With this in mind, what do you need to do in order to obtain an ALJ hearing when faced allegations of medical malpractice or other unethical or unlawful conduct? The specifics vary from state to state. However, in many cases, it will be necessary to formally request an ALJ hearing in order to present evidence and arguments in your defense.
In California, for example, if a doctor is facing disciplinary action for a violation of the state’s Medical Practice Act, the doctor must request an ALJ hearing within 15 days of being formally served with the accusation. The request must be made by submitting a “Notice of Defense” to both the Office of the Deputy Attorney General and the California Medical Board. As the California Medical Board explains, “If a request for a hearing (or Notice of Defense) is not received, the physician will be deemed to have waived the right to a hearing and the Board may proceed to act on the accusation without a hearing and may take action as provided by law.”
Many other states have similar requirements; and, as a result, when facing allegations of malpractice or other misconduct, it is essential to proactively determine what steps are necessary in order to protect your license to practice medicine. Failure to do so may result in the suspension or revocation of your license without an ALJ hearing.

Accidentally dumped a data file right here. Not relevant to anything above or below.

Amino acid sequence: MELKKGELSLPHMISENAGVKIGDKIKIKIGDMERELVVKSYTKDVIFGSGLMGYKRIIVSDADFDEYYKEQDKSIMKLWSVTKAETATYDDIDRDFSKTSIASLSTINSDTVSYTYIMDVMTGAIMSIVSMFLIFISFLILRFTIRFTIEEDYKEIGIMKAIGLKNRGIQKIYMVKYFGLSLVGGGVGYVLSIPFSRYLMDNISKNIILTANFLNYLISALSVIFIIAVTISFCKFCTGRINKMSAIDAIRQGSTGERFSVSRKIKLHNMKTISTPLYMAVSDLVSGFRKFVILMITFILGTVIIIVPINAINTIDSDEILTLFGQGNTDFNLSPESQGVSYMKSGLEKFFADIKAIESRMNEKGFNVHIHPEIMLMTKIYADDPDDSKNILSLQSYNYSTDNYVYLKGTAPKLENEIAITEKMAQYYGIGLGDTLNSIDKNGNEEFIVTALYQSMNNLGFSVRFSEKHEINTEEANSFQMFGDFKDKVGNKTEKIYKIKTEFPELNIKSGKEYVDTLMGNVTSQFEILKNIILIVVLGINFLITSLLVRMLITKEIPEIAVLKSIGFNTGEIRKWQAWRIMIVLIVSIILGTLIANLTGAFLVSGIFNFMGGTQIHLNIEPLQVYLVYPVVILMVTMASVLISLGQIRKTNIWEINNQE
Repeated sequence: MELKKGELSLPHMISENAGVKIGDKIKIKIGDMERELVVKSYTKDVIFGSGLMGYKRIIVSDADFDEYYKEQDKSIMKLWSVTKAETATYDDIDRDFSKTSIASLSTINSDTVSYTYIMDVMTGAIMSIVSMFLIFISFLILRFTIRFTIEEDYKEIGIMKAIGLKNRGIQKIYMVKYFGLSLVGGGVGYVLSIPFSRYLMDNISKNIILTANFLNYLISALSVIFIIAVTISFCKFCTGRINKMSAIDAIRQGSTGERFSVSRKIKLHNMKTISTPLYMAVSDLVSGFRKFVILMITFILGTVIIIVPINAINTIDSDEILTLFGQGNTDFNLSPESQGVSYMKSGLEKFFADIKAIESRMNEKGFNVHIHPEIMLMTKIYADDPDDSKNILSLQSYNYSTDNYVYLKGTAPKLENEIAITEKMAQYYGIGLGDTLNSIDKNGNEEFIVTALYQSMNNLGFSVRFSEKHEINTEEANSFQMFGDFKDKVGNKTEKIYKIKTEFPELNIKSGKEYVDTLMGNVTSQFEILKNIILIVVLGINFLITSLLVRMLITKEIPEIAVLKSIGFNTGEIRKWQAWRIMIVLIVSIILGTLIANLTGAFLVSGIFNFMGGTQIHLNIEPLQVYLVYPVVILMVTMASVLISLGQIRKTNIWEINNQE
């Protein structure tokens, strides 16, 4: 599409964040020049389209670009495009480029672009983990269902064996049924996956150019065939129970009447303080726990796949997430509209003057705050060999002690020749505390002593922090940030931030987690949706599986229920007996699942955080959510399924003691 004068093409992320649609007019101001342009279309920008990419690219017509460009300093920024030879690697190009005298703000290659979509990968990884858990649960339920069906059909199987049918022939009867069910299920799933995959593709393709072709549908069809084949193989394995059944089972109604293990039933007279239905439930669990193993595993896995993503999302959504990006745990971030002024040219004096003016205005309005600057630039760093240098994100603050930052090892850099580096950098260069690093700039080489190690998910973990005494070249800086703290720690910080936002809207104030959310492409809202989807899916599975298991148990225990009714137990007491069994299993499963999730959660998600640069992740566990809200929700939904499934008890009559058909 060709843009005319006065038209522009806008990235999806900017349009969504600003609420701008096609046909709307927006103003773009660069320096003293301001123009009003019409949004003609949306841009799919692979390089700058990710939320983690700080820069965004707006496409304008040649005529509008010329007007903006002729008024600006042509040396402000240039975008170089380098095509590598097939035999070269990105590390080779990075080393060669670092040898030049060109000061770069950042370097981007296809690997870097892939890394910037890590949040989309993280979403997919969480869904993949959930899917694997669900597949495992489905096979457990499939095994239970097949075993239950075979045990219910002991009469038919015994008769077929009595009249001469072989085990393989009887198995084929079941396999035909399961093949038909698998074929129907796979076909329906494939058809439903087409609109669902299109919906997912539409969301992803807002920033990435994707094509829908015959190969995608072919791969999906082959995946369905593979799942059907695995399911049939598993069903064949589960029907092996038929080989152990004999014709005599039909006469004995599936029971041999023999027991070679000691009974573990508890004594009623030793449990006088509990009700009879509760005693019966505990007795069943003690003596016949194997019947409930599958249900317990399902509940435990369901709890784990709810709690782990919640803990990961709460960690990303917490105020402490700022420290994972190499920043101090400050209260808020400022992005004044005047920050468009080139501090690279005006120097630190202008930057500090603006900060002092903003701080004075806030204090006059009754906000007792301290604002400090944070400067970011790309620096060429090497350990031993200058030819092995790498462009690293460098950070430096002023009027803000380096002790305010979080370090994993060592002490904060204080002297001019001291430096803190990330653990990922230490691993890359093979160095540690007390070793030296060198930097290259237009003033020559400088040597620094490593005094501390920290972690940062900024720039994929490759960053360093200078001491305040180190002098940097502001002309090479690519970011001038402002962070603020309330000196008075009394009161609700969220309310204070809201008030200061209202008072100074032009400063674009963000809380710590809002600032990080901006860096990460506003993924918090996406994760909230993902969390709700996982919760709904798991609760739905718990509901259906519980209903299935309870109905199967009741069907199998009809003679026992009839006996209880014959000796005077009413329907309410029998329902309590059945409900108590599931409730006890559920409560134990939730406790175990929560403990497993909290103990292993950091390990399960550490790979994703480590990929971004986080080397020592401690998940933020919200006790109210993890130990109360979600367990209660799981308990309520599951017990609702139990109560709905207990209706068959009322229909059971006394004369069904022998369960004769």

Can an ALJ Make a Decision Without a Hearing?
As indicated above, in certain circumstances, an ALJ or state medical board can make a decision without conducting a hearing. Whether this is a possibility depends on the specific rules and procedures in your state. Additionally, if you have a hearing scheduled and you fail to appear, then the ALJ can enter the equivalent of a default judgment and take adverse licensing action based upon the allegations against you.